Assessment of impacts on Natura 2000 sites

Natura 2000 is a network of protected areas established in all EU member states according to unified principles. The goal of this network is to provide protection for those animal and plant species and their habitats that are in the European perspective the most valuable, threatened, rare or endemic (limited in their geographical occurrence to a certain area). The establishment of the Natura 2000 network is based on two important EU directives on nature protection: the Bird’s Directive 2009/147/ES and the Habitat’s Directive 92/43/EHS. The Bird’s Directive defines the designation of Special Protection Areas (SPA). The Habitat’s Directive defines the designation of Sites of Community Importance (SCI). The Special Protection Areas together with the Sites of Community Importance form the Natura 2000 network.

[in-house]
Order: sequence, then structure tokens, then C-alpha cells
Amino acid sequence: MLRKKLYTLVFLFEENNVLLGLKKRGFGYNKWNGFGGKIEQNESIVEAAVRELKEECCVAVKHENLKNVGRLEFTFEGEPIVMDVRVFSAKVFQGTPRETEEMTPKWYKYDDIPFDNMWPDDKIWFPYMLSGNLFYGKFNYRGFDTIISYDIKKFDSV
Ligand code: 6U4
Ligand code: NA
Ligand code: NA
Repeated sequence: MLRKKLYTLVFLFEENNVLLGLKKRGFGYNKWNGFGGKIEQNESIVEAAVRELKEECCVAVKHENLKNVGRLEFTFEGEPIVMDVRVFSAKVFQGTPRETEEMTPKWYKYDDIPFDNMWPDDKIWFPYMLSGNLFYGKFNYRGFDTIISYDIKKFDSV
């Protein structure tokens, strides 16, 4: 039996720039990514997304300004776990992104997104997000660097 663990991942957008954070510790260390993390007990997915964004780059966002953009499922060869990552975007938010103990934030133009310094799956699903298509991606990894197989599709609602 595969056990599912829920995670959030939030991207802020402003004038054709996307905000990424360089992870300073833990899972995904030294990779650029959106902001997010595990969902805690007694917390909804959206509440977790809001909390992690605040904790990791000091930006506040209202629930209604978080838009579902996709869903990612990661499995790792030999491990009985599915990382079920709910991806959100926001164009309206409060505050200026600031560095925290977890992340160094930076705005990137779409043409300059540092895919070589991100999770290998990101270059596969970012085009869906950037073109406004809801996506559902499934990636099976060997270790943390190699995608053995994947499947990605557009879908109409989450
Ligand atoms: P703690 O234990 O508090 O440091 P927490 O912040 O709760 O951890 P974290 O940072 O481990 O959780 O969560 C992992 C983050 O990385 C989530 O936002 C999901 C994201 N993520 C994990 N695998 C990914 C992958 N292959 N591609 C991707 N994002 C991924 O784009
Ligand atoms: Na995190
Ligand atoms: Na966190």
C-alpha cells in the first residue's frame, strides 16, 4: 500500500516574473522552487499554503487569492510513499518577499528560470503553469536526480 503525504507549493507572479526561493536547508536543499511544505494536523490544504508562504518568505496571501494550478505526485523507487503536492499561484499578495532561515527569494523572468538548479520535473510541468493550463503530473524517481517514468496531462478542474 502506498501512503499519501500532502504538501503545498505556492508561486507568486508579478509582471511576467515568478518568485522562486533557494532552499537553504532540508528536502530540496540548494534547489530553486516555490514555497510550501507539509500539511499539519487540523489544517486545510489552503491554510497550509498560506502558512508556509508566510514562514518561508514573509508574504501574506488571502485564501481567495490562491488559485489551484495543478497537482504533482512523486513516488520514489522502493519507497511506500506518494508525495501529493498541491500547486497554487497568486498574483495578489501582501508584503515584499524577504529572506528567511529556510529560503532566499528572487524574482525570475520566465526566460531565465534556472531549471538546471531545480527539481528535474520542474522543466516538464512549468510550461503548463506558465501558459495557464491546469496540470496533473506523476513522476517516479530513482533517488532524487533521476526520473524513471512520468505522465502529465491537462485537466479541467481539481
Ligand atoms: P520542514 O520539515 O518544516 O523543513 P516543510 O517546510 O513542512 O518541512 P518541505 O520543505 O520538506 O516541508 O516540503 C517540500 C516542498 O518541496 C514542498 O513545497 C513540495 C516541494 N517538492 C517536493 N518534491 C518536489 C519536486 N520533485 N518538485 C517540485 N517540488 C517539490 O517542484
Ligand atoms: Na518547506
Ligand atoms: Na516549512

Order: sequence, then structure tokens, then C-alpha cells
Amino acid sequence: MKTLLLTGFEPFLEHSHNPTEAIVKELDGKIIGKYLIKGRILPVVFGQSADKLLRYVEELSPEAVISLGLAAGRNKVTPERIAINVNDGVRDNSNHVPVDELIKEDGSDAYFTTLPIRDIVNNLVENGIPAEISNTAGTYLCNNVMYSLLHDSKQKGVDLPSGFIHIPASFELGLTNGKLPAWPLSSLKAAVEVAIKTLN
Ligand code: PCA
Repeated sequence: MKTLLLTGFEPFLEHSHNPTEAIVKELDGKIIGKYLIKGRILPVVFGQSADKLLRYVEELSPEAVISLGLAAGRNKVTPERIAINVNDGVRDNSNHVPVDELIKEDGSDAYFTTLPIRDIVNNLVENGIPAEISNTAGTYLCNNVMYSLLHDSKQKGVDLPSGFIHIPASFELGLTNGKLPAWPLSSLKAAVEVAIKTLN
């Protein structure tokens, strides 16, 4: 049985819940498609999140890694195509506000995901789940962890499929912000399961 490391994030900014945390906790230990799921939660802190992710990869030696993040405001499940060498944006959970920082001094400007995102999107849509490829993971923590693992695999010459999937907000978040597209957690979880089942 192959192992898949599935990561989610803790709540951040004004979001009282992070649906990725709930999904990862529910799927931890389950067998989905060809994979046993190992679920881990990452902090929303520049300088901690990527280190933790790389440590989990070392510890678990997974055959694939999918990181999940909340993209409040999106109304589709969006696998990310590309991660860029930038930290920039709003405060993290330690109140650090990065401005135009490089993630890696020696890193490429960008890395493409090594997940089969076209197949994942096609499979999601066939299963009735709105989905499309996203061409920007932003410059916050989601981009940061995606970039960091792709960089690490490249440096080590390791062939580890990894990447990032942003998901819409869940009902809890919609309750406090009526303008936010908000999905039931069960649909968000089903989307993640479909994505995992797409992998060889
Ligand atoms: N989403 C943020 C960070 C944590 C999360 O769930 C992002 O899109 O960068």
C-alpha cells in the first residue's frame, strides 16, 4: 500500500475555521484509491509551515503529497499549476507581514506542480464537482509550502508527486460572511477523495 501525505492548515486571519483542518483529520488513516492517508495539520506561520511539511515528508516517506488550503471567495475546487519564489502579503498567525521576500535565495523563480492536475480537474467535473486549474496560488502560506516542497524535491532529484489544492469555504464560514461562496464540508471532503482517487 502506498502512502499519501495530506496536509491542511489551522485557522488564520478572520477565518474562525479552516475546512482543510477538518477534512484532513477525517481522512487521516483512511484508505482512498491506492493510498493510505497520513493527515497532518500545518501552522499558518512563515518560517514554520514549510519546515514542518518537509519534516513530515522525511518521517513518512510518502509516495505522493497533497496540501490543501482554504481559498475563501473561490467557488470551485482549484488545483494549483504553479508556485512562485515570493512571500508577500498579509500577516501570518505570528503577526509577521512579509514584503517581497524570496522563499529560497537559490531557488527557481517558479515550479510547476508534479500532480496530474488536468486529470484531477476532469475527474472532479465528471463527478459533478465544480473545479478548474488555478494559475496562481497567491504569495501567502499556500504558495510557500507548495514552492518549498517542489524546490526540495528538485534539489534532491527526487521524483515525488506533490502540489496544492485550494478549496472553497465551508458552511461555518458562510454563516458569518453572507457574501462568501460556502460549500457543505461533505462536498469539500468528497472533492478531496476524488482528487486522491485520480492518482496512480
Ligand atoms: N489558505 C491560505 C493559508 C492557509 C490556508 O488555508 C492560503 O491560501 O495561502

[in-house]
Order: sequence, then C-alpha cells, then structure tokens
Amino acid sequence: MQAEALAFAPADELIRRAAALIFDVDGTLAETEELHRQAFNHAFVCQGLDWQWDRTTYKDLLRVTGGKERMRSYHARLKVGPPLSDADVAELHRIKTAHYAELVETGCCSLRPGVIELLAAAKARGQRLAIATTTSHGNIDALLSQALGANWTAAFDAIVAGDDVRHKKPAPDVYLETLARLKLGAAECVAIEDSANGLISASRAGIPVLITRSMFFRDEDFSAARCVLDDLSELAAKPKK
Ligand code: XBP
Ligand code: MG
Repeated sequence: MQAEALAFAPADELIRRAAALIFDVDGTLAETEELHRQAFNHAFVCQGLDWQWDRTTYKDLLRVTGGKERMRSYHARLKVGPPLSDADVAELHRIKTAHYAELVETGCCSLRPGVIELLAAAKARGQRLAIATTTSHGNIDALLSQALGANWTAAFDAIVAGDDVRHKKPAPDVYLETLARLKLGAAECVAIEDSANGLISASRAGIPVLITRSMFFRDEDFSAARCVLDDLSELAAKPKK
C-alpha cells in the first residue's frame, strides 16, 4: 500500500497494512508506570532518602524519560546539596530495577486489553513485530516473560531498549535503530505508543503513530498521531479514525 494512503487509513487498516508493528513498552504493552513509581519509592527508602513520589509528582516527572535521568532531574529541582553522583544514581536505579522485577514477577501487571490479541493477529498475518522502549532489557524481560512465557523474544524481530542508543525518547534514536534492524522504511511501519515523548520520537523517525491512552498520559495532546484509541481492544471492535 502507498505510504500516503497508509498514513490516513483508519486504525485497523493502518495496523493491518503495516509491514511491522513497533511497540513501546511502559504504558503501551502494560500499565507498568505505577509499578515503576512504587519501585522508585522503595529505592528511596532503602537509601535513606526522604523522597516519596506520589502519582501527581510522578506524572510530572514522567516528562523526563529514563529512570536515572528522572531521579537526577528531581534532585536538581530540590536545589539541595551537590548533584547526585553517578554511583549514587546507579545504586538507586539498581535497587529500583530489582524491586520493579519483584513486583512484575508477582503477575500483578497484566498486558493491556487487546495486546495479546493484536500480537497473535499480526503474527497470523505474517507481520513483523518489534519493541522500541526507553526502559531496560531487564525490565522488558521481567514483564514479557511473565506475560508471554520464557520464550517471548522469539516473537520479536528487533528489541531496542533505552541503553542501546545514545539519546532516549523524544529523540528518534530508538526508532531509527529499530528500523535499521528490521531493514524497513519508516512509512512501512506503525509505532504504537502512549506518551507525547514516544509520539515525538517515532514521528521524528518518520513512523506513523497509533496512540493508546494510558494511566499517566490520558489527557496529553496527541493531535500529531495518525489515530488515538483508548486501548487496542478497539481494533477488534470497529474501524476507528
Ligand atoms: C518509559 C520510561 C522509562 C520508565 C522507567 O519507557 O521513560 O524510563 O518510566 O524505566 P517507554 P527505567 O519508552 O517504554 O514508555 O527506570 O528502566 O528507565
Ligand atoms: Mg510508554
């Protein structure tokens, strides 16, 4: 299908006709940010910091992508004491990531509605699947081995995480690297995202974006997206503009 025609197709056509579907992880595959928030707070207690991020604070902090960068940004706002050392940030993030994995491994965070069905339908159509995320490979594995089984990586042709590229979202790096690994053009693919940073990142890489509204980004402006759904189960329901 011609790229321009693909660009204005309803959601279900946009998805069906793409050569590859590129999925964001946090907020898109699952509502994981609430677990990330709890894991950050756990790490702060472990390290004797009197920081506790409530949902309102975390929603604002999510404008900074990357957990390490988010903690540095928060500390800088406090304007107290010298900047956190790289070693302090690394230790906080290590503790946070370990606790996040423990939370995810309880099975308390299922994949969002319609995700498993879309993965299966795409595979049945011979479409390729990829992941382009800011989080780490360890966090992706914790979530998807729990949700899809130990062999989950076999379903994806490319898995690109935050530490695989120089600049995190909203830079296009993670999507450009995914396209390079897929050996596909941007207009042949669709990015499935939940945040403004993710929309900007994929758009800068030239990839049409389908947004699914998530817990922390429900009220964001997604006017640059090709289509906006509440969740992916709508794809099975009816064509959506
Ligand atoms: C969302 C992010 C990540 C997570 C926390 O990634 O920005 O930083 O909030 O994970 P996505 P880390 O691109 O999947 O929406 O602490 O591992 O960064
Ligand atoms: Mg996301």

As the existence of some habitats and species protected by Natura 2000 is closely bound to human activities, the goal of Natura 2000 is not to eliminate human influence completely. Appropriate management of these habitats is in fact necessary for their existence. Only activities with a proven negative effect on the protected habitats and species are prohibited. Any activity affecting the interest of conservation has to be evaluated in terms of its impact on the conservation interest.  Activities adversely affecting the conservation interest can be permitted only for imperative reasons of the overriding public interest, under the condition that mitigation measures are adopted.

Assessment of impacts on Natura 2000 sites is based on Article 6 of the Habitat’s Directive 92/43/EHS and regulated by the national legislation of the Czech Republic.